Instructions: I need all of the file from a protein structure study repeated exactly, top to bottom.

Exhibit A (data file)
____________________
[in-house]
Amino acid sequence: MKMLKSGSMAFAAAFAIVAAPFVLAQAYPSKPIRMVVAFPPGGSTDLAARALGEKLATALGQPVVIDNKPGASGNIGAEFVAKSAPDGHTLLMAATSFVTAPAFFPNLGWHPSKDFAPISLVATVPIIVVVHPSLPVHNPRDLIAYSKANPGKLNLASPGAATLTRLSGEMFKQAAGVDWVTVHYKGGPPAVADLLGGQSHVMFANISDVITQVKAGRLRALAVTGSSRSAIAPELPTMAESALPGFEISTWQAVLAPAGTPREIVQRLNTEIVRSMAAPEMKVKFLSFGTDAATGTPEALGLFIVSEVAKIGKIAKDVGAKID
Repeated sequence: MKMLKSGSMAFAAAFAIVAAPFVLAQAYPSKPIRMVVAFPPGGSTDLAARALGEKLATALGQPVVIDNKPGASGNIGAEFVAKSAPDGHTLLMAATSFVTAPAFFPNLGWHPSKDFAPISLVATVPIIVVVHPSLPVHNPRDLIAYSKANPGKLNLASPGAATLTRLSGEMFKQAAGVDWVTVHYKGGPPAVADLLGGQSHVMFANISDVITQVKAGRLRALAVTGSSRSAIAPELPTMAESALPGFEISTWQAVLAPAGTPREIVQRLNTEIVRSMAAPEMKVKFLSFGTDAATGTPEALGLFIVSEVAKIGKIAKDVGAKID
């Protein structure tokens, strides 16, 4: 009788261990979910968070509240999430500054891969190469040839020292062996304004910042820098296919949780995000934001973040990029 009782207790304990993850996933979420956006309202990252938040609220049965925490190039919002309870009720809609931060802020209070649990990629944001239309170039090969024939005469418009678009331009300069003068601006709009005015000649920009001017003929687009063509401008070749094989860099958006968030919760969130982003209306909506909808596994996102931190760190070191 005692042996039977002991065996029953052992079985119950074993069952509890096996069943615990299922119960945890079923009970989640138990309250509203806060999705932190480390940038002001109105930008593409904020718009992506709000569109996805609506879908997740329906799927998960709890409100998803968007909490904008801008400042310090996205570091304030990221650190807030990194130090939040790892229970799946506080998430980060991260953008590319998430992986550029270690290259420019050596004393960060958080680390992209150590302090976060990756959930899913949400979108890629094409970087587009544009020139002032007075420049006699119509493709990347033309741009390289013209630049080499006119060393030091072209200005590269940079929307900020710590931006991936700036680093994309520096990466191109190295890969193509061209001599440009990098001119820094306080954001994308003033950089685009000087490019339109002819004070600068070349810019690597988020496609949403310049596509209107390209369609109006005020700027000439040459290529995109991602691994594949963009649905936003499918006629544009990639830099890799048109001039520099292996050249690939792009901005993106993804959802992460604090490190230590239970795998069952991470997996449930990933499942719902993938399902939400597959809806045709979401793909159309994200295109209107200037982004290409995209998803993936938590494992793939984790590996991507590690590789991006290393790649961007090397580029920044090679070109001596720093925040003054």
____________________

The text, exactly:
[in-house]
Amino acid sequence: MKMLKSGSMAFAAAFAIVAAPFVLAQAYPSKPIRMVVAFPPGGSTDLAARALGEKLATALGQPVVIDNKPGASGNIGAEFVAKSAPDGHTLLMAATSFVTAPAFFPNLGWHPSKDFAPISLVATVPIIVVVHPSLPVHNPRDLIAYSKANPGKLNLASPGAATLTRLSGEMFKQAAGVDWVTVHYKGGPPAVADLLGGQSHVMFANISDVITQVKAGRLRALAVTGSSRSAIAPELPTMAESALPGFEISTWQAVLAPAGTPREIVQRLNTEIVRSMAAPEMKVKFLSFGTDAATGTPEALGLFIVSEVAKIGKIAKDVGAKID
Repeated sequence: MKMLKSGSMAFAAAFAIVAAPFVLAQAYPSKPIRMVVAFPPGGSTDLAARALGEKLATALGQPVVIDNKPGASGNIGAEFVAKSAPDGHTLLMAATSFVTAPAFFPNLGWHPSKDFAPISLVATVPIIVVVHPSLPVHNPRDLIAYSKANPGKLNLASPGAATLTRLSGEMFKQAAGVDWVTVHYKGGPPAVADLLGGQSHVMFANISDVITQVKAGRLRALAVTGSSRSAIAPELPTMAESALPGFEISTWQAVLAPAGTPREIVQRLNTEIVRSMAAPEMKVKFLSFGTDAATGTPEALGLFIVSEVAKIGKIAKDVGAKID
């Protein structure tokens, strides 16, 4: 009788261990979910968070509240999430500054891969190469040839020292062996304004910042820098296919949780995000934001973040990029 009782207790304990993850996933979420956006309202990252938040609220049965925490190039919002309870009720809609931060802020209070649990990629944001239309170039090969024939005469418009678009331009300069003068601006709009005015000649920009001017003929687009063509401008070749094989860099958006968030919760969130982003209306909506909808596994996102931190760190070191 005692042996039977002991065996029953052992079985119950074993069952509890096996069943615990299922119960945890079923009970989640138990309250509203806060999705932190480390940038002001109105930008593409904020718009992506709000569109996805609506879908997740329906799927998960709890409100998803968007909490904008801008400042310090996205570091304030990221650190807030990194130090939040790892229970799946506080998430980060991260953008590319998430992986550029270690290259420019050596004393960060958080680390992209150590302090976060990756959930899913949400979108890629094409970087587009544009020139002032007075420049006699119509493709990347033309741009390289013209630049080499006119060393030091072209200005590269940079929307900020710590931006991936700036680093994309520096990466191109190295890969193509061209001599440009990098001119820094306080954001994308003033950089685009000087490019339109002819004070600068070349810019690597988020496609949403310049596509209107390209369609109006005020700027000439040459290529995109991602691994594949963009649905936003499918006629544009990639830099890799048109001039520099292996050249690939792009901005993106993804959802992460604090490190230590239970795998069952991470997996449930990933499942719902993938399902939400597959809806045709979401793909159309994200295109209107200037982004290409995209998803993936938590494992793939984790590996991507590690590789991006290393790649961007090397580029920044090679070109001596720093925040003054």